Formation damage is being reported during the secondary and tertiary stages of reservoir lifespan. One of the unpleasant sequences of formation damage caused by fine particles is permeability reduction due to pore plugging and bridging. The fine particles might exist initially in a porous medium, or be introduced by the external sources. In addition, there is a variety of particle types and sizes. The current research focuses on the effects of non-swelling clay minerals motions, such as the laminar ones found in Iranian sandstone reservoirs, on permeability. For this purpose, sand packs in a variety of glass bead sizes and containing aluminium oxide as fine particles were designed to scrutinize the motion of fine particles under various pressure differences, flow rates, and fine concentrations. It was concluded that for each of the three sand packs considered as the porous media in this study and composed of fine glass beads with different sizes, there is a critical flow rate which is a function of glass bead size. For the flow rates less than critical flow rate, bridges form stably and lead to the highest formation damage. After reaching the critical flow rate, the bridges weaken and then break; thereafter, relative permeability would be independent of flow rate. All in all, it was deduced that permeability reduction and formation damage are directly proportional to particle concentration, and inversely proportional to glass bead size. The reason for using solid glass spheres in this study is their flow ability, great strength, chemical stability, low thermal expansion.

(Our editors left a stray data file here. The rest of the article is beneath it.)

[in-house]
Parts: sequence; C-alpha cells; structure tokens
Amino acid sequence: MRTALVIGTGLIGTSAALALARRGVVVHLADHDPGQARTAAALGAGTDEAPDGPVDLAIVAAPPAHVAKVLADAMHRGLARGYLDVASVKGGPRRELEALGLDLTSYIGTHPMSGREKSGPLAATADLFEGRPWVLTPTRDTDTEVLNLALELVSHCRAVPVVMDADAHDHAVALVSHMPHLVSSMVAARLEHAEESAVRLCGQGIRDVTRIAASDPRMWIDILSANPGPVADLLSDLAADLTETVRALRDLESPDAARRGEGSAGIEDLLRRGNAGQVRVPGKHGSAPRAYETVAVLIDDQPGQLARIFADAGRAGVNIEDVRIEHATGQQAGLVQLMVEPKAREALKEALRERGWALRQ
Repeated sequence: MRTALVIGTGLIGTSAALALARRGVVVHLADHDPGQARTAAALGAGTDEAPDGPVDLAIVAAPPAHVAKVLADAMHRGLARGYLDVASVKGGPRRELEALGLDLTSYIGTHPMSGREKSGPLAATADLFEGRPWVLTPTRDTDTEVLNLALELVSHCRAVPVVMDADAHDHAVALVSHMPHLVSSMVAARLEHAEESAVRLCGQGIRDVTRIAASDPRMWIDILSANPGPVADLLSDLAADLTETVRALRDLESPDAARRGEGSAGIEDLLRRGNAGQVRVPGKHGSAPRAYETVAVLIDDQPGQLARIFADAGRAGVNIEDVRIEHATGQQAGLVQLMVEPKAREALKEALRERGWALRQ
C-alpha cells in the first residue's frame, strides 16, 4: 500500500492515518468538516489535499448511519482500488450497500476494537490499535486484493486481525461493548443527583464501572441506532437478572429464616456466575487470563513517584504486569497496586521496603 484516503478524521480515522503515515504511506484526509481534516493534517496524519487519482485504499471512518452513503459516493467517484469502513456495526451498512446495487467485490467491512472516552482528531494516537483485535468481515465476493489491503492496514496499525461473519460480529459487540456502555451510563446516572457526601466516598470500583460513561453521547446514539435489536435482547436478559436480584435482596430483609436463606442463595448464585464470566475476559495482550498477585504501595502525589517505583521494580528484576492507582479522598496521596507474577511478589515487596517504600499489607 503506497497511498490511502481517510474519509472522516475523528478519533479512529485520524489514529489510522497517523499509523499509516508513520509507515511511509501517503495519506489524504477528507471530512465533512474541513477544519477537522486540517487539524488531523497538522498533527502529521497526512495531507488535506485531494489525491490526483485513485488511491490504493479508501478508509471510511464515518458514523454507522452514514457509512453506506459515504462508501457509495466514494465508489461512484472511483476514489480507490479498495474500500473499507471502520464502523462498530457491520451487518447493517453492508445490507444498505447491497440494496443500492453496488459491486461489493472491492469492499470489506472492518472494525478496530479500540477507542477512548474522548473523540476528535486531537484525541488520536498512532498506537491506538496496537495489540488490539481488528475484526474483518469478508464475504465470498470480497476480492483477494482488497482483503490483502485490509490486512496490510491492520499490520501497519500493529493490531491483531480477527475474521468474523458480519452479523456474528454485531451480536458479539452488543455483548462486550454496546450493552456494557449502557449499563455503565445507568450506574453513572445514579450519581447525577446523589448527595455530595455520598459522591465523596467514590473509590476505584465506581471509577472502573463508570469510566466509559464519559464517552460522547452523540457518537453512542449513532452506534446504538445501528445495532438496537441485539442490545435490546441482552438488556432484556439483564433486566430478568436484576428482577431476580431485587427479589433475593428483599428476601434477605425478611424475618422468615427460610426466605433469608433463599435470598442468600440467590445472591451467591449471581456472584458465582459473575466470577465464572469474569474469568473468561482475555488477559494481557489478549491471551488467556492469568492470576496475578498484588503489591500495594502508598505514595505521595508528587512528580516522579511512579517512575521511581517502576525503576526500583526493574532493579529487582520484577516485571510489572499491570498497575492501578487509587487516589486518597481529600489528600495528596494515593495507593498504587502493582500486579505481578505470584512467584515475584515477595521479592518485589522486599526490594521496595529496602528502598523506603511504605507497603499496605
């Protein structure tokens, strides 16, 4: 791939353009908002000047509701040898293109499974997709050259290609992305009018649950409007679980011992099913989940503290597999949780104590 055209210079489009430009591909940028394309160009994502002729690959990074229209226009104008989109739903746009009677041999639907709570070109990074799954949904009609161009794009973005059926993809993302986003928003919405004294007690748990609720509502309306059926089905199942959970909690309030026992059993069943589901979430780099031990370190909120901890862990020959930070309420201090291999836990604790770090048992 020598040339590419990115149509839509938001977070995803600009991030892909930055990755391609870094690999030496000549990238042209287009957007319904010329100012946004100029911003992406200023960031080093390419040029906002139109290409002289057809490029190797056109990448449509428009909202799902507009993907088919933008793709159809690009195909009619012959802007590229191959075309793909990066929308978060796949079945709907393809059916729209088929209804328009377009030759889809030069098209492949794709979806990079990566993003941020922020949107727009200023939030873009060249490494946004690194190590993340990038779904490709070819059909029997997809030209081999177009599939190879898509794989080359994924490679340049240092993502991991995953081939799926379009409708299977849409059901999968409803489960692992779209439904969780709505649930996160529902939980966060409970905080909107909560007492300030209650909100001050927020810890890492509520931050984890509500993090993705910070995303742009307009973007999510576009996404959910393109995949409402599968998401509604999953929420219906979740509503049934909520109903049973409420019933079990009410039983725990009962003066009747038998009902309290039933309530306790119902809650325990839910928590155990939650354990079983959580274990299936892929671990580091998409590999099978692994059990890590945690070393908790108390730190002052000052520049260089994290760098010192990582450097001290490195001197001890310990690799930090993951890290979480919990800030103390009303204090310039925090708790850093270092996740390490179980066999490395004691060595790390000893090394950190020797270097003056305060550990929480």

Keywords: Fine migration, Permeability reduction, Formation damage, Critical flow rate